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Intervention Summary

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Aggressors, Victims, and Bystanders: Thinking and Acting To Prevent Violence

Aggressors, Victims, and Bystanders: Thinking and Acting To Prevent Violence (AVB) is a curriculum designed to prevent violence and inappropriate aggression among middle school youth, particularly those living in environments with high rates of exposure to violence. Based on research demonstrating the role of cognitive patterns in mediating aggressive behavior, AVB addresses the differing roles that individuals typically play in promoting or preventing violence.

The core objectives of AVB are to encourage young people to examine their roles as aggressors, victims, and bystanders; develop and practice problem-solving skills; rethink beliefs that support the use of aggression; and generate new ways of thinking about and responding to conflict in each of these roles. A central feature of the curriculum is its four-step Think-First Model of Conflict Resolution. This model helps students pause and reflect when confronted with a conflict so they can define the situation in ways that lead to effective, positive solutions. The curriculum is presented in 12 45-minute classroom sessions conducted 1 to 3 times per week over 4 to 12 weeks. AVB can be taught by health educators, language arts teachers, police officers, school resource/safety officers, or physical education instructors.

Descriptive Information

Areas of Interest Mental health promotion
Outcomes Review Date: January 2009
1: Social problem-solving skills
2: Beliefs about the use of violence
3: Behavioral intentions as aggressor
4: Behavioral intentions as bystander
Outcome Categories Social functioning
Violence
Ages 6-12 (Childhood)
13-17 (Adolescent)
Genders Male
Female
Races/Ethnicities Asian
Black or African American
Hispanic or Latino
White
Race/ethnicity unspecified
Settings School
Geographic Locations Urban
Implementation History Since the AVB curriculum was first published in 1994, it has been implemented in more than 1,500 schools in 49 States, 2 U.S. territories, and the District of Columbia and has reached an estimated 275,000 students. At least three sites have conducted systematic evaluations of AVB.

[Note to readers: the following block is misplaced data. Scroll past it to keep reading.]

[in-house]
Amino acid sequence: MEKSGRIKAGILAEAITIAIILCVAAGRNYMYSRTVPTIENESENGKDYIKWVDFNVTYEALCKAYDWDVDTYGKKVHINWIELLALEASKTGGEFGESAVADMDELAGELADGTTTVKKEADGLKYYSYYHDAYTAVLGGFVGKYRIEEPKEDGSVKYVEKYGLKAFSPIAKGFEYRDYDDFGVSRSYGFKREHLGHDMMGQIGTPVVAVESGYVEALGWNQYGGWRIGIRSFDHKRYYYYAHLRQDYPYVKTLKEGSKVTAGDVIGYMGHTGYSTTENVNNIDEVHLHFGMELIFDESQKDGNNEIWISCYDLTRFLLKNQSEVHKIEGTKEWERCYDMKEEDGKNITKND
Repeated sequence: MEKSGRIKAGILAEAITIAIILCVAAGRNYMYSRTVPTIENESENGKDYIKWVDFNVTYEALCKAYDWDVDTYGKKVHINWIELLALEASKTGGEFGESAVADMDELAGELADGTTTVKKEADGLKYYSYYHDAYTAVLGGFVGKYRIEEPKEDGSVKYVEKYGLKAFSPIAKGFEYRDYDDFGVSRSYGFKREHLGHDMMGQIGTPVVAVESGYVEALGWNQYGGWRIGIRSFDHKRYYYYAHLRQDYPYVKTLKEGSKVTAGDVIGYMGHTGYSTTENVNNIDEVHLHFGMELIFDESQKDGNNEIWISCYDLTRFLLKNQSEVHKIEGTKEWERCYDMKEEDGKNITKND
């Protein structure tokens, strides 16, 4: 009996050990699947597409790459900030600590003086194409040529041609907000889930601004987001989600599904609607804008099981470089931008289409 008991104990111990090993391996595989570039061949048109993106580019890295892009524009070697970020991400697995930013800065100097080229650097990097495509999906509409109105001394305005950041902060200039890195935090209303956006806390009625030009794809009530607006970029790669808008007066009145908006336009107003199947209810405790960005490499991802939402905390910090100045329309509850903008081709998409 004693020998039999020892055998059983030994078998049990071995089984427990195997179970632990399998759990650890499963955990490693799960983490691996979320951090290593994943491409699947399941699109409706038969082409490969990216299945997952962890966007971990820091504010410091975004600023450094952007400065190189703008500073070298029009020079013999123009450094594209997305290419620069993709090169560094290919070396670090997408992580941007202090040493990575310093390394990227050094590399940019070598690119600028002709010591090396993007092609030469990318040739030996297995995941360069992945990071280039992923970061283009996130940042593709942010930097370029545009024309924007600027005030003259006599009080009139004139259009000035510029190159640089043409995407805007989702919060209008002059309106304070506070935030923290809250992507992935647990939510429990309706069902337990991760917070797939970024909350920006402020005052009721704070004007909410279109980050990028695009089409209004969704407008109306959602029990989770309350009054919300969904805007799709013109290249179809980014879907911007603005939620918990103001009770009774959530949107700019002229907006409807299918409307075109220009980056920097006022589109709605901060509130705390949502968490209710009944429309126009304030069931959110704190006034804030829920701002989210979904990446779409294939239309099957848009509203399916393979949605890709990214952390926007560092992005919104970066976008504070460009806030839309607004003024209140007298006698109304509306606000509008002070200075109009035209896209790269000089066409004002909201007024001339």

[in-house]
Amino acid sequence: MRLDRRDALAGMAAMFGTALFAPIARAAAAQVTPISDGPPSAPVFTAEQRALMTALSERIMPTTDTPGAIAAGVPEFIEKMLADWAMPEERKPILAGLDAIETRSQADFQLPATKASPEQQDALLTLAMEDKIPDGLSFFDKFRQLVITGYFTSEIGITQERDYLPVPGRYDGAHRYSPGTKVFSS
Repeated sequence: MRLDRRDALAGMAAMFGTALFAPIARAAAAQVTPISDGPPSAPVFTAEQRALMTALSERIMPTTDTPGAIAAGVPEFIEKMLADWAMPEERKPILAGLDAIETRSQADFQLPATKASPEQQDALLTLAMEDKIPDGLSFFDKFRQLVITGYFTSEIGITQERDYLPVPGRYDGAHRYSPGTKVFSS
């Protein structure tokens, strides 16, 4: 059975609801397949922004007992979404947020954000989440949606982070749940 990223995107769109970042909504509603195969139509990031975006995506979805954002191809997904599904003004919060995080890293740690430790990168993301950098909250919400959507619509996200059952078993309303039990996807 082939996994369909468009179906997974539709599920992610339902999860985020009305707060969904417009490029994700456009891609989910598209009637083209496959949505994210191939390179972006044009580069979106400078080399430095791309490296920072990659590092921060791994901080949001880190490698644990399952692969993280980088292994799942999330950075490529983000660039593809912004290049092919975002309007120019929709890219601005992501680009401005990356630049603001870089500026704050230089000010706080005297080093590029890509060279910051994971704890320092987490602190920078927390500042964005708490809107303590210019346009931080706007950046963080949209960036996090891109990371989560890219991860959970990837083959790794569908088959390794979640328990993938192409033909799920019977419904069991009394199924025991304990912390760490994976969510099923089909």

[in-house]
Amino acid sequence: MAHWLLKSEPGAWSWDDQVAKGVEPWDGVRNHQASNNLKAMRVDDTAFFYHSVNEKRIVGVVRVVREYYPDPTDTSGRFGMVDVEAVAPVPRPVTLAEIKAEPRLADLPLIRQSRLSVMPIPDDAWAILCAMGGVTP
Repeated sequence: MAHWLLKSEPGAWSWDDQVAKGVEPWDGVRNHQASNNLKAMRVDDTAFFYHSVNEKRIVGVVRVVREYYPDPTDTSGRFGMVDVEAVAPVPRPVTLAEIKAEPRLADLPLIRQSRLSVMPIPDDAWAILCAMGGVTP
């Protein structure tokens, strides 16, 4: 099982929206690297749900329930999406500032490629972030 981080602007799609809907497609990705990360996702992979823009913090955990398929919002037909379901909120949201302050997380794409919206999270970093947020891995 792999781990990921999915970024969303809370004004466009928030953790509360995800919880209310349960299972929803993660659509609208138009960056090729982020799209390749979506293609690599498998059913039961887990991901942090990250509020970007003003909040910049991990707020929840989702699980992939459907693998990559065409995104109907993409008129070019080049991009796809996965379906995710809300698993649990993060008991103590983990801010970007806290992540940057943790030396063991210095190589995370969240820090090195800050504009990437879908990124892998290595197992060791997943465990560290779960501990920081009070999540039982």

NIH Funding/CER Studies Partially/fully funded by National Institutes of Health: No
Evaluated in comparative effectiveness research studies: No
Adaptations No population- or culture-specific adaptations of the intervention were identified by the developer.
Adverse Effects No adverse effects, concerns, or unintended consequences were identified by the developer.
IOM Prevention Categories Universal
Selective

Quality of Research
Review Date: January 2009

Documents Reviewed

The documents below were reviewed for Quality of Research. The research point of contact can provide information regarding the studies reviewed and the availability of additional materials, including those from more recent studies that may have been conducted.

Study 1

Slaby, R. G., Wilson-Brewer, R., & DeVos, E. (1994). Aggressors, Victims, & Bystanders: An assessment-based middle school violence prevention curriculum (Final Report of Grant # R494CCR103559). Newton, MA: Education Development Center.

Outcomes

Outcome 1: Social problem-solving skills
Description of Measures Middle school students completed the Social Problem-Solving Skills measure, which assesses how children think about solving social problems. The questionnaire presents vignettes depicting conflicts from the perspective of the aggressor, victim, and bystander. For each vignette, the questionnaire lists one adversarial and one nonadversarial definition of both the problem and goal. Respondents indicate on a 4-point scale their level of agreement with each problem and goal statement and list possible solutions and consequences. In the vignette told from the victim's perspective, a child has just enough money for a soda from the soda machine, and another child says, "Give me your money."